Thursday, September 02, 2010

"Oceania Was Always At War With Eurasia" of the Day

Remember when President Obama promised to "restore science to its proper place"? Remember when he vowed to "restore fiscal discipline"?

Well, based on this August 20th New York Times op-ed by former Times magazine senior editor Paul Tough, liberals no longer care:
Head Start, which provides preschool programs to poor families, is a prime example of the Senate committee’s true attitude toward evidence-based decision-making. In January, the Health and Human Services Department released a study of Head Start’s overall impact. The conclusions were disturbing. By the end of first grade, the study found, Head Start graduates were doing no better than students who didn’t attend Head Start. "No significant impacts were found for math skills, pre-writing, children’s promotion, or teacher report of children’s school accomplishments or abilities in any year," the report concluded.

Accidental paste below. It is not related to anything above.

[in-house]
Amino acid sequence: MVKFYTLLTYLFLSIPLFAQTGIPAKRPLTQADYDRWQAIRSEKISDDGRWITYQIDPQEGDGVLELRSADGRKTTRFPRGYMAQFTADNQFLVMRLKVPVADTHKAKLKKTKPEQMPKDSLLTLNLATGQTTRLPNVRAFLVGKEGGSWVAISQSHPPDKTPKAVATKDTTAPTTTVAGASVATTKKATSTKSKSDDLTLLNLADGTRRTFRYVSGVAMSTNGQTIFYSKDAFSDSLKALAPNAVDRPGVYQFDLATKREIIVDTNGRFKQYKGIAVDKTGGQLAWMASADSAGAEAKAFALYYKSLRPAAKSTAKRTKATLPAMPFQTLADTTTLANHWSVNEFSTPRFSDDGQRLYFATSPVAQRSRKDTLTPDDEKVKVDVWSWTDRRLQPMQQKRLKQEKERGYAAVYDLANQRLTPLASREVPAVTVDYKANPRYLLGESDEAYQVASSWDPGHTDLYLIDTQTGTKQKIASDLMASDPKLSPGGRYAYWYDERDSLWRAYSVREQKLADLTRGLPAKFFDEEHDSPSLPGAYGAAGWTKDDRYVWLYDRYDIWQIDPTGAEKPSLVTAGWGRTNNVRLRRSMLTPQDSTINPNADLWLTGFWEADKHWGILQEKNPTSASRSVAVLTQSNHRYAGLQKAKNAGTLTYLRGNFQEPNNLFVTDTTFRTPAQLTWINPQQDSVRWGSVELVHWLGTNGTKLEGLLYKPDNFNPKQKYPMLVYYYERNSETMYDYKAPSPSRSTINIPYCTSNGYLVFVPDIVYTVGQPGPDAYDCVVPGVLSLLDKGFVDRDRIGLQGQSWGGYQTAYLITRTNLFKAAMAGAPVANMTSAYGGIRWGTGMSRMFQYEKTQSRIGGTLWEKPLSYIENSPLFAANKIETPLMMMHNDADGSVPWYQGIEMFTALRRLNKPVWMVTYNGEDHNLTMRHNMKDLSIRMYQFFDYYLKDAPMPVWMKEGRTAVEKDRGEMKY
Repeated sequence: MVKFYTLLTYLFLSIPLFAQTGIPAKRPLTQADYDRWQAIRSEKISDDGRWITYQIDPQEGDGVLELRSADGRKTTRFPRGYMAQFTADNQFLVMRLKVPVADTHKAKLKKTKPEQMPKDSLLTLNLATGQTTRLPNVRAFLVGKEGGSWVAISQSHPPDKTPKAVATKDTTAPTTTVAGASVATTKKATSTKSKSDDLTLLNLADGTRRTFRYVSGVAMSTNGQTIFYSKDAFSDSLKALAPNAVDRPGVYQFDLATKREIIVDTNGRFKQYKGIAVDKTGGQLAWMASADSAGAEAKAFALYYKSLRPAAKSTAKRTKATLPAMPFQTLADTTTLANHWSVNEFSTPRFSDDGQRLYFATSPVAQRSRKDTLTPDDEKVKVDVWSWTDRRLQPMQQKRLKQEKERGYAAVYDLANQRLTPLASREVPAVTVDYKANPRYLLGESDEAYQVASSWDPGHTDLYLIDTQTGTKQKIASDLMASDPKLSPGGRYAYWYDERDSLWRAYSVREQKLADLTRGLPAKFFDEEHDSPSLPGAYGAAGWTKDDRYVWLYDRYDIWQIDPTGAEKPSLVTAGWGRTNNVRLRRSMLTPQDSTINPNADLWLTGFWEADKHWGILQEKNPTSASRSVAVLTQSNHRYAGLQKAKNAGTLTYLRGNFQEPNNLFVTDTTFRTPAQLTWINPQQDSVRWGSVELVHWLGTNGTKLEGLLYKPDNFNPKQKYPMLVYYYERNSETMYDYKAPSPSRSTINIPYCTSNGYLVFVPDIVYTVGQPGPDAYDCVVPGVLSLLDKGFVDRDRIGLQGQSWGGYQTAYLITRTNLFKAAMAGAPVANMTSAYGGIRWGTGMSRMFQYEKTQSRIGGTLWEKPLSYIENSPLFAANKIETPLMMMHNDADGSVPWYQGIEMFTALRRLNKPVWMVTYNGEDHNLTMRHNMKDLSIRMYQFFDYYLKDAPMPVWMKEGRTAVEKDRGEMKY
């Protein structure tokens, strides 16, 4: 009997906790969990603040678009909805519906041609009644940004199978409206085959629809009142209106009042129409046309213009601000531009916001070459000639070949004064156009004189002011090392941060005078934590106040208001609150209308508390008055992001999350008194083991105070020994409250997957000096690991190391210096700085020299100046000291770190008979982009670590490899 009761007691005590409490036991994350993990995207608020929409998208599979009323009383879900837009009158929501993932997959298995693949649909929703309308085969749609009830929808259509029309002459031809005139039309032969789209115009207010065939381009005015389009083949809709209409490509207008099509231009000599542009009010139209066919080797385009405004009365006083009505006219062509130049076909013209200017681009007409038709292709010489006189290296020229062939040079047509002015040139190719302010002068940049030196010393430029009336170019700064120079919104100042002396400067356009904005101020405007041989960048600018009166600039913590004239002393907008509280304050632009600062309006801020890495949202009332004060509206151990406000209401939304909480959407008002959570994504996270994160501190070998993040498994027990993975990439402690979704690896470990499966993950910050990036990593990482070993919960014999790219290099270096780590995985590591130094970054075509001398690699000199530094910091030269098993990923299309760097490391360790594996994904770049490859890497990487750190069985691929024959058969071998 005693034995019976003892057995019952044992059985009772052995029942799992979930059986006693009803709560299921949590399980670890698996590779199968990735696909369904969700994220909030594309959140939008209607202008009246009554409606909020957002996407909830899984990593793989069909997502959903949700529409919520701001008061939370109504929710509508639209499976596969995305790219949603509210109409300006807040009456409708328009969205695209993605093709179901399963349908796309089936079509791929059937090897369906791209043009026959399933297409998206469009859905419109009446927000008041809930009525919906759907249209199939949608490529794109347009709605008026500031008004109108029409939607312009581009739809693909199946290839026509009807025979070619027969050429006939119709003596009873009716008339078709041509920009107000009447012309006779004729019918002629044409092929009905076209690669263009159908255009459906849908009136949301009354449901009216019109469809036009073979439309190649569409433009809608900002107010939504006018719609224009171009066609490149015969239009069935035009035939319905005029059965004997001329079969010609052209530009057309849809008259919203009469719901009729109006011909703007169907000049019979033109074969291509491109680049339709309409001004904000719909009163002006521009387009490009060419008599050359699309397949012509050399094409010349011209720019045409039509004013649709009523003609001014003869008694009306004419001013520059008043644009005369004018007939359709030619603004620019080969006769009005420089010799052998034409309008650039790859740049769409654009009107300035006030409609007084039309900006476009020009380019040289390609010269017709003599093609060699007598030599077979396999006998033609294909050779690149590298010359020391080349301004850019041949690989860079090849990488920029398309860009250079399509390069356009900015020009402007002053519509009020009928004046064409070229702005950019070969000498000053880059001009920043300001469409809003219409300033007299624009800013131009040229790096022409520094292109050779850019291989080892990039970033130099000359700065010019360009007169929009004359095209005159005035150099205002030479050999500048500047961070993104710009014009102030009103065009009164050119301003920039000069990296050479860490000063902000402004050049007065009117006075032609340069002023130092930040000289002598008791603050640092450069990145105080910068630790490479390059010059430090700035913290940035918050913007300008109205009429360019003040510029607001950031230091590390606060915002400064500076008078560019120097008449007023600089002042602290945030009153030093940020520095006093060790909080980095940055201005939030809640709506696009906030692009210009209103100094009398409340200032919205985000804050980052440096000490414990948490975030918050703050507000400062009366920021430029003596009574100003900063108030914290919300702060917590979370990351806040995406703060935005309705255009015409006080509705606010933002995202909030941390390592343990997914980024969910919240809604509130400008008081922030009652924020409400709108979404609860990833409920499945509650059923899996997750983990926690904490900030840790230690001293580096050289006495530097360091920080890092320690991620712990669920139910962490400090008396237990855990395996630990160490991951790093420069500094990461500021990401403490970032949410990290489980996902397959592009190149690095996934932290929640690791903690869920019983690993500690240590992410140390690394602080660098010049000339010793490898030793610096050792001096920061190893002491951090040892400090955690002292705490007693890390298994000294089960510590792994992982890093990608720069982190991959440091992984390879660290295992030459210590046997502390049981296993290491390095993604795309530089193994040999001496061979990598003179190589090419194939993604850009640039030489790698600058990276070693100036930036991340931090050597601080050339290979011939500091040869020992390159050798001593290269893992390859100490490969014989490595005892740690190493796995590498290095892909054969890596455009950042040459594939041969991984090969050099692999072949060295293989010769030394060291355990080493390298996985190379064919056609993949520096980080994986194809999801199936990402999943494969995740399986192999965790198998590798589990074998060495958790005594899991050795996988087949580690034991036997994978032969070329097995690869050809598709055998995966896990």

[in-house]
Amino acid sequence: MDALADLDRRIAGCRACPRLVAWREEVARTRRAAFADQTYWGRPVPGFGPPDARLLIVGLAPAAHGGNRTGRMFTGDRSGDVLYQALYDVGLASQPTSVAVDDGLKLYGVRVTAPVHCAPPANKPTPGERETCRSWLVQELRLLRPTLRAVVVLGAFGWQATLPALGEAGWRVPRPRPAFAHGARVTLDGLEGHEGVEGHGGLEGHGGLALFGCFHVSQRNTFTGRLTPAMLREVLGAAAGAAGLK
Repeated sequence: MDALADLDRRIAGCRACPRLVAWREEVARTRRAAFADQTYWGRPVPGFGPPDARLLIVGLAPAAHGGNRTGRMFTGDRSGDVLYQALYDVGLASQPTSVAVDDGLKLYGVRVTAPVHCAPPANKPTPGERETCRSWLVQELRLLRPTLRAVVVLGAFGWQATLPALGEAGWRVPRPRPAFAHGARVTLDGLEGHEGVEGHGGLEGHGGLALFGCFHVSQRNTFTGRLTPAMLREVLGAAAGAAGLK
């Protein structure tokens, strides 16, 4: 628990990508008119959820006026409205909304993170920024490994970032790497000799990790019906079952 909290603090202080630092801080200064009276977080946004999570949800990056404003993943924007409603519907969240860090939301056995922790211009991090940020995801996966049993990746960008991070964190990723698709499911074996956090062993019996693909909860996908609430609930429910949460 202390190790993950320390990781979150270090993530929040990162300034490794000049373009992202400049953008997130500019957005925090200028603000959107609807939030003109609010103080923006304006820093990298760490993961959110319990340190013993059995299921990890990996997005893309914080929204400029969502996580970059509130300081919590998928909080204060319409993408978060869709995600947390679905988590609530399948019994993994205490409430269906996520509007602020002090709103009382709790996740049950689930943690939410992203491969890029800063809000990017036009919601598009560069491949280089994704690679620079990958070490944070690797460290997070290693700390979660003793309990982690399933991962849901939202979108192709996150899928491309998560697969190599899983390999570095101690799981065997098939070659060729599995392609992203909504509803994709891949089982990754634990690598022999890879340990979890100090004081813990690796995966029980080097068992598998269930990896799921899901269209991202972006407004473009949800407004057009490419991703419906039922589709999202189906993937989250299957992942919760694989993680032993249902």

And how did the Senate panel react to this dismal evidence? They set aside $8.2 billion for Head Start in 2011, almost a billion dollars more than in 2010. Of course, the fact that Congress spends billions of dollars each year on unproven programs does not itself argue that the government should start spending hundreds of millions of new dollars on new unproven programs. But it does undercut the argument that federal education dollars should be reserved only for conclusively proven initiatives.
Got that?--a study showing wasted spending is evidence favoring funding further un-verified programs.

I reported on the Head Start study here. I just never imagined it could be inverted to justify increased government spending. Must be the new "science" of "fiscal discipline."

(via Maggie's Farm via Samizdata)


Warren said...

It's not like the $8.2 billion is wasted. Think of all the democratic voters it employs.

Here's an even better idea. Use the money to fund an expedition to discover unicorns.

Assistant Village Idiot said...

The whining about "science" was never that. Creationism is a relatively harmless error, but it is a proxy for "religious people who won't just take our word for things," and that is what they consider dangerous. Actual unscientific attitudes that waste billions? No problem, so long as they are a proxy for liberal beliefs instead.

It's a way of spreading the wealth to the right people. Warren was spot on.